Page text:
7:38 p.m. The small bar in this mighty establishment is powered by two bartenders and only two or three cocktail waitresses serving the lounge and delivering drinks to the restaurant. Right now, Ruth is behind the stick, an 8-year Peppermill veteran. Considering how many voluptuous cocktails she has to make, things can get a bit frenzied back here.
A stylish foursome takes a booth. They’re noticeably younger than the crowd in the restaurant, looking better suited for a night at the Cosmopolitan or SLS. But their first round of the night will be Mai Tais and Appletinis, not pricier craft cocktails at a cool casino bar. They’re headed to Wynn for dinner and clubbing, but they’re going retro to get their Vegas going.
7:58 p.m. Finally, a Luther Vandross video.
8:02 p.m. That lady still has her feet up.
8:07 p.m. Two chain-smoking, White Russian-swilling gals at the bar have been joined by two devilish fellows they almost certainly met earlier tonight. The new arrivals announce themselves thusly: “You might recognize us from Nursing Home Orgies 4.” It is AVN weekend, after all.
8:42 p.m. The other lady at the fire pit has her feet up now.
9:49 p.m. My strategy to make it through this marathon was built on frequent visits through the day and night, but things fell apart. My lunch date no-showed, and my happy-hour date is running late. One of today’s discoveries is this: The peak of Las Vegas loneliness is sitting in a booth alone in the Fireside Lounge when the photographer who takes romantic souvenir shots of couples comes around, looks at you and then silently walks away. But reinforcements finally arrive.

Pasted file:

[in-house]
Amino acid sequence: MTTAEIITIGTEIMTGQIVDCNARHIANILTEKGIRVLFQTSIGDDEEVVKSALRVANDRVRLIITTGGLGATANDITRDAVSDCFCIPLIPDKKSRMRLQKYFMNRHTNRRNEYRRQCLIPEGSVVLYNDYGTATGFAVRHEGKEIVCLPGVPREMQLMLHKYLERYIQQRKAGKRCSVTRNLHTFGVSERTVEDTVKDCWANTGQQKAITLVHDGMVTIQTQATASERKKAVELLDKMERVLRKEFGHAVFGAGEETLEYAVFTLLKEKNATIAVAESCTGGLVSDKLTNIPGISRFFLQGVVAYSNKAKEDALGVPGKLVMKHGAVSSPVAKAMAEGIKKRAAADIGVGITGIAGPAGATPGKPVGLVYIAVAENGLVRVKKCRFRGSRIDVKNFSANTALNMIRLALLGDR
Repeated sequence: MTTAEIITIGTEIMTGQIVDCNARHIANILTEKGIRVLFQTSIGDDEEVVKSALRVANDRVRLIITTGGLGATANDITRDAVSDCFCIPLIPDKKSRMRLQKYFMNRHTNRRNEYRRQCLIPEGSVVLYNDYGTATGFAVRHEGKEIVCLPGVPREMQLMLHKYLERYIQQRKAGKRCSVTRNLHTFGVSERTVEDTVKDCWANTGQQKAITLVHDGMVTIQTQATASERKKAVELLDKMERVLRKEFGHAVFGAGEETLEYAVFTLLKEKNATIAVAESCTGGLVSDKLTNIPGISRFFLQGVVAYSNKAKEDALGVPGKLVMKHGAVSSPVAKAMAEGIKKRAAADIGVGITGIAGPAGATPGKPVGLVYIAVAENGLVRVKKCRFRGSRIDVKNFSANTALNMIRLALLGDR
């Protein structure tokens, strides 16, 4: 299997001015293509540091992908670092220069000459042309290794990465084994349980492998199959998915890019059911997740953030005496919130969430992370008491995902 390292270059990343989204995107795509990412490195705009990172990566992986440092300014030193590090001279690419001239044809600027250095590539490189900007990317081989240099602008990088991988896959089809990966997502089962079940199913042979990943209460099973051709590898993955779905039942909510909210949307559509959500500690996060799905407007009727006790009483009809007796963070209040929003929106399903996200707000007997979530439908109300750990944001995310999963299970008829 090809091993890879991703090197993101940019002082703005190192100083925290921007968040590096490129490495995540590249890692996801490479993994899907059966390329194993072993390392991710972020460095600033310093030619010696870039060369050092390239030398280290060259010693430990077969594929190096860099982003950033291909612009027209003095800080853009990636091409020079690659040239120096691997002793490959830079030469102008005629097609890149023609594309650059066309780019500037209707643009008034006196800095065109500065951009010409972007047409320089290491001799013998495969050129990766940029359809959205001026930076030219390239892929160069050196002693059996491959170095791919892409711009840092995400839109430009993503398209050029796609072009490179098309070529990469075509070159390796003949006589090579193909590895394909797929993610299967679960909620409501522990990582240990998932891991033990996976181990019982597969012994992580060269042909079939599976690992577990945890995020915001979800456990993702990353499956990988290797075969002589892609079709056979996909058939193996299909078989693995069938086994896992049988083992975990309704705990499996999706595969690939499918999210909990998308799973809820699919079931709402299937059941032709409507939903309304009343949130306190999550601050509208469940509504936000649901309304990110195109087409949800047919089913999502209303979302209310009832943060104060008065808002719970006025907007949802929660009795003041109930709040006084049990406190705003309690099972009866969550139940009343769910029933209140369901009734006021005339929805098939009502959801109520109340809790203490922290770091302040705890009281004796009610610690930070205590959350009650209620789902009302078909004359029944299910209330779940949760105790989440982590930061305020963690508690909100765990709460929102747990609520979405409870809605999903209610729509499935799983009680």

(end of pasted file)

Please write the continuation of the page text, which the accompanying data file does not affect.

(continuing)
10:42 p.m. I cannot drink the Blue Hawaiian right now. It’s so sweet. I want it, but I’ve waited too long. I’ve fallen behind any reasonable Peppermill pace. I should be slightly sloshed, sociable and snacky. I’m not. I flee the lounge for a fresh-air break and then—Bill from Brownsville! He’s back, at the counter eating soup. I throw my hands on his shoulders like we’re old friends and startle him. But he quickly remembers me. He’s surprised I haven’t given up yet.
11:05 p.m. The group smashed onto one sofa with me has become the biggest, loudest group in the lounge. If I didn’t know these people, I would observe and perhaps question them.
11:55 p.m. It’s club-sandwich time, so a few of us head to the restaurant. The lounge lighting has affected my sight. Does the girl a few booths down have pink hair, or is it just a crazy reflection in the window? I knew things would get weird, and apparently 16 hours is the mark. Be gentle, Peppermill.